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Twitter and the #So-Called Judge

Elizabeth Thornburg


Twitter and the #So-Called Judge


One-hundred-forty characters may be insufficient to deliver a treatise on the judiciary, but it is more than enough to deliver criticism of the third branch of government. Today, these tweeted critiques sometimes come not from the general public but from the President himself. Attacks such as these come at a challenging time for court systems. We live in a highly politicized, polarized society. This polarization is reflected in attitudes toward the courts, particularly the federal courts. Unfortunately, public doubts about the court system come at a time when public understanding of the structure of government, and especially the court system, is abysmally low.

All of this context raises a number of related questions. When the prolific executive tweeter calls out a federal judge, is President Trump just venting or has he tapped into a strong subset of American opinion on the judiciary? And, if so, does a “so-called judge” have a role in engaging, informing, perhaps even rebutting these opinions? Further, could 140 characters be an effective platform to use in fulfilling that role?

This article will address the specific issue of judges using Twitter to promote the interests of the courts as institutions. After section II’s brief description of the mechanics of Twitter, section III will discuss why and how judges communicate through Twitter.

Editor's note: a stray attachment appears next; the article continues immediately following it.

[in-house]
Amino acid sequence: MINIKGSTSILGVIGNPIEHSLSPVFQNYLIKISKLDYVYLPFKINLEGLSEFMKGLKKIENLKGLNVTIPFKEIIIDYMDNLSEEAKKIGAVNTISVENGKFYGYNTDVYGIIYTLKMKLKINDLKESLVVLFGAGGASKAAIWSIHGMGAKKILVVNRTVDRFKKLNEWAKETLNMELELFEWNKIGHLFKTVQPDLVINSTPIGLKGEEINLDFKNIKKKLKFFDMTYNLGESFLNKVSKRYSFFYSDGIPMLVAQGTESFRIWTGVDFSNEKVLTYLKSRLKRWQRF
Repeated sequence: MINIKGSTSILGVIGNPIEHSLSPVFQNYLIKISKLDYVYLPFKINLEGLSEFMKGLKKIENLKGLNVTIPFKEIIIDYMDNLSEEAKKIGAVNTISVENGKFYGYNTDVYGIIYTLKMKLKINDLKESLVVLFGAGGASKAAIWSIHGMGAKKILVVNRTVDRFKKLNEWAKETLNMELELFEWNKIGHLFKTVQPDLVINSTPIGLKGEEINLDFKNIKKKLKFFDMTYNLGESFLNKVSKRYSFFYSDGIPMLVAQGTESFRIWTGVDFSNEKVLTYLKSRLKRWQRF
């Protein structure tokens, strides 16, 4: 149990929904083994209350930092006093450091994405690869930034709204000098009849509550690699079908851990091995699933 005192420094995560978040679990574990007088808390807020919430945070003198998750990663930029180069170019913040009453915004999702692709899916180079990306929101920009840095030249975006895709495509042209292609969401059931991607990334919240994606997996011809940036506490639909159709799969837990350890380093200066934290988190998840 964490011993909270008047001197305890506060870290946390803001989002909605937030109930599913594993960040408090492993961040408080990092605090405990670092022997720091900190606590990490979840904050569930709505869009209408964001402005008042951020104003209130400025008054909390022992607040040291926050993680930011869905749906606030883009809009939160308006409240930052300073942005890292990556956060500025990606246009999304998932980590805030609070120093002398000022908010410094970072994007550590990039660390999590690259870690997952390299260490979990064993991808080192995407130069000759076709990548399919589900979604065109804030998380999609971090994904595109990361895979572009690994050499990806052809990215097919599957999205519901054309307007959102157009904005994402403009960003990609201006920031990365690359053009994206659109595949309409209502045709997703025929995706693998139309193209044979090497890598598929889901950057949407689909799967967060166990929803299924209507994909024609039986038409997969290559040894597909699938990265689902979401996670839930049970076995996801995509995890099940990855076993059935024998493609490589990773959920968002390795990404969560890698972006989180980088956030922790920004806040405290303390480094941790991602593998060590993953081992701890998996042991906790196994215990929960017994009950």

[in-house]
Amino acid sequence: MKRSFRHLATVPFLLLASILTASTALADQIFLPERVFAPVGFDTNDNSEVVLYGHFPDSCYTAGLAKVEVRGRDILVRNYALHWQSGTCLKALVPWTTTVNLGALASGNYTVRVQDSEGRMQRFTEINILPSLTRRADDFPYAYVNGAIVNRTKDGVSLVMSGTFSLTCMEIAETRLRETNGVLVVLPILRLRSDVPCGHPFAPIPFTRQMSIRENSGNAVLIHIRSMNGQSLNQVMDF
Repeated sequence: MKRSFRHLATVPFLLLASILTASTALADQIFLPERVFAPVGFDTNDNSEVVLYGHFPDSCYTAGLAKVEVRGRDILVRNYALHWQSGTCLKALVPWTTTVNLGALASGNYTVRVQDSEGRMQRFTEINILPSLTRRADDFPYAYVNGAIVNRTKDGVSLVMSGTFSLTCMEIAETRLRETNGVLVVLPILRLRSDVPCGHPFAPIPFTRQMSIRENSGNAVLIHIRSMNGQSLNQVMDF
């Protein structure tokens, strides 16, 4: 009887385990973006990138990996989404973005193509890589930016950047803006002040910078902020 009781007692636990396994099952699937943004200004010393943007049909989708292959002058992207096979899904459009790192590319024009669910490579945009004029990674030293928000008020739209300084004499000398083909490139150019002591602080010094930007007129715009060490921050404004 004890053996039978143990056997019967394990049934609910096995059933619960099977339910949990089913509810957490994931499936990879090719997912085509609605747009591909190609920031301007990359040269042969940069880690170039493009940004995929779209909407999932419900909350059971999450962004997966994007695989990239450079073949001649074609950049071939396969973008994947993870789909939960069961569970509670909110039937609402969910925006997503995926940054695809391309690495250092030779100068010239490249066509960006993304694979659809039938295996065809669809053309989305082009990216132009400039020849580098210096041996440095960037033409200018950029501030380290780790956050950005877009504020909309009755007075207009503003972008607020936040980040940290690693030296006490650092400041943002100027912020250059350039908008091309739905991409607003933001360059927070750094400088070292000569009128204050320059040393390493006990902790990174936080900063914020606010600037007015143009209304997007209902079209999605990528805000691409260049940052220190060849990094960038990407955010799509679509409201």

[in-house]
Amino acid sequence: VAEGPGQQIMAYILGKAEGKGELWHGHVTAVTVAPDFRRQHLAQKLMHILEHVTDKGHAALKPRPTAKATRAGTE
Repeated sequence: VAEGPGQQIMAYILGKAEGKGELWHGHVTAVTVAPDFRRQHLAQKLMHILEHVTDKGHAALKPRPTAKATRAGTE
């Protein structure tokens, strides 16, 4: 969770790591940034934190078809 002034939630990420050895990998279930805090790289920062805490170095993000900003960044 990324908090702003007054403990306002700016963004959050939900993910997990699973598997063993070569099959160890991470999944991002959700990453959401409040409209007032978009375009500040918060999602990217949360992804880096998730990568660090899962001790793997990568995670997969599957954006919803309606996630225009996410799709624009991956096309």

Section IV will sound a note of caution based on two factors:

1) a web of judicial ethics rules that limit judicial speech (including Twitter); and

2) the nature of the Twitter experience and the way people use it, which can hinder attempts to effectively reach the desired audience.

The article will conclude by arguing that in this day and age, when much of America gets its news from social media and those platforms are being used to delegitimize the judiciary, the third branch can ill afford to disengage. Judicial tweeting, within the limits of the ethics rules, should be encouraged rather than shunned.

From Tweeter to Terrorist: Combatting Online Propaganda When Jihad Goes Viral

Donna Farag


From Tweeter to Terrorist: Combatting Online Propaganda When Jihad Goes Viral


More than 6,900 Westerners have traveled to Syria as foreign fighters for terrorist organizations, most notably ISIS. At least 150 of the foreign fighters were from the United States, and as of February 2017, 109 Americans have been charged with crimes related to supporting ISIS. This Note explores ISIS’s organized social mediacampaigns and its success in attracting Western recruits. It discusses proposals to curb ISIS’s online impact and the constitutional implications of the government adopting such proposals. This Note argues that in limited situations, judicial review of the government’s content based regulations over social media algorithms to combat terrorist propaganda should be subject to only intermediate — rather than strict — scrutiny.

Bill targeting online sex trafficking faces tech groups’ opposition

the hill.png

Bill targeting online sex trafficking faces tech groups’ opposition

Ten internet trade associations have cosigned a letter to the chairs of the Senate Homeland Security subcommittee on investigations protesting the Stop Enabling Sex Traffickers Act, which the groups say erodes Communications Decency Act protections. The associations say the bill would force them to take down a high volume of user content and face heavy liability burdens.